The Lizard Log

The Langkilde Lab in Action


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PA Lizard Catching Adventures

*In order to see all of the photos in their proper arrangement, I recommend clicking on the blog post title instead of reading it on the scrolling page*

This past week, the Langkilde lab headed out to Raystown Field station to catch some Eastern Fence Lizards (Sceloporus undulatus).  We were catching lizards to record their morphology (limb size, weight, length, etc.) and to take blood samples.  We took blood samples to measure their levels of a stress hormone, Corticosterone, or CORT.  We wanted to catch around 20 lizards and take blood samples at various intervals over a range of 0-10 minutes post-capture to get a nice range of blood sampling times.  With this range of times, we hope to find the approximate time-point at which a lizard’s CORT levels spike; is it 1 minute, 2 minutes, 7 minutes post-capture?  Basically, we are just trying to better understand stress in reptiles, which is an area that isn’t well understood or explored yet.  Understanding the manner that stress operates in these lizards can provide insight into how anthropomorphic stressors such as habitat destruction affect the lizard’s health and stress levels.

While our primary goal was to catch fence lizards, we found lots of other interesting animals along the way.  Read below to follow our day’s journey in the wilds of South Western Pennsylvania!

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We left State College around 9:15am to head down to the Raystown Lake Field Station in Huntingdon County.  While the skies in State College were gloomy and overcast, as we got closer to our destination, the skies began to clear and we enjoyed what became a wonderful and sunny Tuesday afternoon.

No more than 10 minutes after our arrival at Raystown Lake Field Station, we stumbled across our first herp (reptile or amphibian) of the trip!

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A pregnant female Eastern Box Turtle (Terrapene carolina carolina) which we found wandering around behind a wood shed only 10 minutes after arriving at our destination!

After we finished checking out the box turtle, we began our trek up the mountainside, hiking for about 25 minutes at a 45 degree incline (it was fairly tiring carrying all of our gear).  Once we had finally made it to the ridge top where we would begin our hunt for lizards, we were greeted by another Eastern Box Turtle, but this time it was a male.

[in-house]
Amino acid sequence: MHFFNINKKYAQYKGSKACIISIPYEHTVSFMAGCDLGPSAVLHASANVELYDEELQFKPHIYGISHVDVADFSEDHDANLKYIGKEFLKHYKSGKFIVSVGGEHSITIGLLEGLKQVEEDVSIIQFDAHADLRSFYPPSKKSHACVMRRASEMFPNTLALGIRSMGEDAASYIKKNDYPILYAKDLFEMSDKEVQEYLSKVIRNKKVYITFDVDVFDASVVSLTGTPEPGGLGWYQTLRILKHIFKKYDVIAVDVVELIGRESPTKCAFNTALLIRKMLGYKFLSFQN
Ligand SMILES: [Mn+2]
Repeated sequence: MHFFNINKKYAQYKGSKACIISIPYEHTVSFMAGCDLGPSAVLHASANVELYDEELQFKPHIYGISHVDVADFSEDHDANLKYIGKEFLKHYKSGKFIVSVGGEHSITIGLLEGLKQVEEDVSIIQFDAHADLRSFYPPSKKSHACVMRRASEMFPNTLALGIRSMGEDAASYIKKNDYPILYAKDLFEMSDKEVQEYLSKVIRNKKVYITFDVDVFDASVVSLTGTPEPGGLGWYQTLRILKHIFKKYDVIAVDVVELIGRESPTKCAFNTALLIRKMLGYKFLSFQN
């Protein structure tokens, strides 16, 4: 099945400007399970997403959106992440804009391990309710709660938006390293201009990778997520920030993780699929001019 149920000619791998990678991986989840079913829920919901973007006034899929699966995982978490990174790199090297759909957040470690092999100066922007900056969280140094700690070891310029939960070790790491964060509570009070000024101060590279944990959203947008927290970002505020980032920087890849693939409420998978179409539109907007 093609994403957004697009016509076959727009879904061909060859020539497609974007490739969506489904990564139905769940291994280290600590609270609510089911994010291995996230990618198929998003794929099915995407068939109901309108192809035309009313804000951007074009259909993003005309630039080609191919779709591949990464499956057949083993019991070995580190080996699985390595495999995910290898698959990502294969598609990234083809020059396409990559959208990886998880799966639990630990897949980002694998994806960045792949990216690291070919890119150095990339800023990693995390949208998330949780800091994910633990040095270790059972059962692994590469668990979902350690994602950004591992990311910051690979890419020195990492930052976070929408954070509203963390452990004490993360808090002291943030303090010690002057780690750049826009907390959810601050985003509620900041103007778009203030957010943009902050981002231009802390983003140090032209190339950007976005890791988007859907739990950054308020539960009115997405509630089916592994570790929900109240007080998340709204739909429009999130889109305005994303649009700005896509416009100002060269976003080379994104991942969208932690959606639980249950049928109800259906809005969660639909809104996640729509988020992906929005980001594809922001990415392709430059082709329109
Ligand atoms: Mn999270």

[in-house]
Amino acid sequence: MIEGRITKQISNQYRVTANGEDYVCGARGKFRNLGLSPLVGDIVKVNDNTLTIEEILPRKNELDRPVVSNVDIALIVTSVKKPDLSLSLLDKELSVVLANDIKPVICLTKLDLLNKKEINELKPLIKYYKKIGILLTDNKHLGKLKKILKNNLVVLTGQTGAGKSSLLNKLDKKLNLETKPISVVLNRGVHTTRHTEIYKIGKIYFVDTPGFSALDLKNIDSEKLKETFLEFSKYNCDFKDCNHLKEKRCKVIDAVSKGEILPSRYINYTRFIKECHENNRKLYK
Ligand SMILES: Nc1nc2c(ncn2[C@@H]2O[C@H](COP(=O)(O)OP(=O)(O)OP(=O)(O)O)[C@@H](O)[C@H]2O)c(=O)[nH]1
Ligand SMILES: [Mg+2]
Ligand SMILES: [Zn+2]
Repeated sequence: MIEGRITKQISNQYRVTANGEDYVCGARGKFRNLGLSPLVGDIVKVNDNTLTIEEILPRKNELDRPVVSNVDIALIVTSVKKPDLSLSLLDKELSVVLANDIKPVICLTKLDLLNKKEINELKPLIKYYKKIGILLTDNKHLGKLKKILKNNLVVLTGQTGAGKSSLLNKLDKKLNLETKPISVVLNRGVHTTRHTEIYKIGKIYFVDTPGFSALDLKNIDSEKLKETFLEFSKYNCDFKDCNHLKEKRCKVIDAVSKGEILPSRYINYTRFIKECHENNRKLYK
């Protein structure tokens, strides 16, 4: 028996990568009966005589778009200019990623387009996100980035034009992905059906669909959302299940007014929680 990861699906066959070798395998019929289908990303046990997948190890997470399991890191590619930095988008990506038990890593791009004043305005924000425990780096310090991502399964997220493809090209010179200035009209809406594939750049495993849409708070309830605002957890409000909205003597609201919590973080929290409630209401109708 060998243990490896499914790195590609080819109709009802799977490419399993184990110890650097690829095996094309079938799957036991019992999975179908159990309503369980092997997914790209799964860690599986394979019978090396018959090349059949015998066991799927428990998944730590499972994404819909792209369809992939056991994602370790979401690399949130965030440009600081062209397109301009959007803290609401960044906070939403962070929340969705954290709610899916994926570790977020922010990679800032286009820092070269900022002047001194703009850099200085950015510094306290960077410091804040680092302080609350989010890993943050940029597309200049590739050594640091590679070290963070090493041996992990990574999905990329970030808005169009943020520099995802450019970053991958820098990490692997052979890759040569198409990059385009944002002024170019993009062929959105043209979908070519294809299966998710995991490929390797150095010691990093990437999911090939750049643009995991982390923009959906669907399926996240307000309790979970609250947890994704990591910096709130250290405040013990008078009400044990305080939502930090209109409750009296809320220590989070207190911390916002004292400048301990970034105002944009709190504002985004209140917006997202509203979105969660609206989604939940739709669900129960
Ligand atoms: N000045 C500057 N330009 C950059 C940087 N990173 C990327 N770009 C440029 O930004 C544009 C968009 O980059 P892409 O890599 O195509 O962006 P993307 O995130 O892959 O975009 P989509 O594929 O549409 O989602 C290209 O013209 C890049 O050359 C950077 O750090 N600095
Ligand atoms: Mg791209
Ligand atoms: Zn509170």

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Male Eastern Box Turtle (Terrapene carolina carolina). Note how much brighter the orange coloration is compared to the female above.

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Box Turtles are so named because of their unique defense, as seen above.  They have a hinged plastron (bottom shell), which allows the turtle to nearly completely close off his interior from predators, making the appearance of a box!

 

 

 

 

 

 

 

 

A little way up the trail, we chose a nice flat and sunny spot to set up our base camp, split up into lizard catching groups, and make sure that we had everything organized and ready to go.  While getting settled, I looked around and noticed a yearling lizard just sitting on a large fallen tree only a few feet from where we were standing.  A few second later, we heard some scuttling in the leaves and witnessed some brief mating between an adult male and female Eastern Fence Lizard (Sceloporus undulatus), but unfortunately we could not get any good pictures or video before they went their separate ways.

Prior to this photo, this male Eastern Fence Lizard (Sceloporus undulatus) was mating with a nearby female.  Here, you can see him basking on the log to heat up for the day.

Prior to this photo, this male Eastern Fence Lizard (Sceloporus undulatus) was mating with a nearby female. Here, you can see him basking on the log to heat up for the day.  If you look closely at his lower neck and stomach, you can see some of his bright blue coloration!


After we finished prepping, we finally set off in our two groups to begin catching some fence lizards, which, afterall, was the purpose of our trip.  However, in addition to fence lizards, we stumbled across a few other interesting animals (and of course some fence lizards).